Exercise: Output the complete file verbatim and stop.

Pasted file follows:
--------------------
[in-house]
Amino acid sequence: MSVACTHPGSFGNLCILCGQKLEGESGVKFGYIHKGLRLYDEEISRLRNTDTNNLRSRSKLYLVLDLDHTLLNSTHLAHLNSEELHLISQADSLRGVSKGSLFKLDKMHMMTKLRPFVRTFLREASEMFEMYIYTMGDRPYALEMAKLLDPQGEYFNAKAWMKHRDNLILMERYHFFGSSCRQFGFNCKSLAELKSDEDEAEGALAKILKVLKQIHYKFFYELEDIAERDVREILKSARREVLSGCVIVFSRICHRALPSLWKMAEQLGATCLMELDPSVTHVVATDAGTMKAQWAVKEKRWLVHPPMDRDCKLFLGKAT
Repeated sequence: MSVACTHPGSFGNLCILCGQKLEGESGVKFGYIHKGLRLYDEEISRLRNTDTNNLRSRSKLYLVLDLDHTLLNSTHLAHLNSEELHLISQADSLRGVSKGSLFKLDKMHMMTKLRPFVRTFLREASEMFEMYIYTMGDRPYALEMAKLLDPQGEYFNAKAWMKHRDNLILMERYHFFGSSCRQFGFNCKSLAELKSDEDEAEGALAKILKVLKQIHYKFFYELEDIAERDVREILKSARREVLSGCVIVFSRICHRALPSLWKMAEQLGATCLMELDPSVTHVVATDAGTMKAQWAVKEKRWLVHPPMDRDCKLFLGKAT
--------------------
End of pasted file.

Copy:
[in-house]
Amino acid sequence: MSVACTHPGSFGNLCILCGQKLEGESGVKFGYIHKGLRLYDEEISRLRNTDTNNLRSRSKLYLVLDLDHTLLNSTHLAHLNSEELHLISQADSLRGVSKGSLFKLDKMHMMTKLRPFVRTFLREASEMFEMYIYTMGDRPYALEMAKLLDPQGEYFNAKAWMKHRDNLILMERYHFFGSSCRQFGFNCKSLAELKSDEDEAEGALAKILKVLKQIHYKFFYELEDIAERDVREILKSARREVLSGCVIVFSRICHRALPSLWKMAEQLGATCLMELDPSVTHVVATDAGTMKAQWAVKEKRWLVHPPMDRDCKLFLGKAT
Repeated sequence: MSVACTHPGSFGNLCILCGQKLEGESGVKFGYIHKGLRLYDEEISRLRNTDTNNLRSRSKLYLVLDLDHTLLNSTHLAHLNSEELHLISQADSLRGVSKGSLFKLDKMHMMTKLRPFVRTFLREASEMFEMYIYTMGDRPYALEMAKLLDPQGEYFNAKAWMKHRDNLILMERYHFFGSSCRQFGFNCKSLAELKSDEDEAEGALAKILKVLKQIHYKFFYELEDIAERDVREILKSARREVLSGCVIVFSRICHRALPSLWKMAEQLGATCLMELDPSVTHVVATDAGTMKAQWAVKEKRWLVHPPMDRDCKLFLGKAT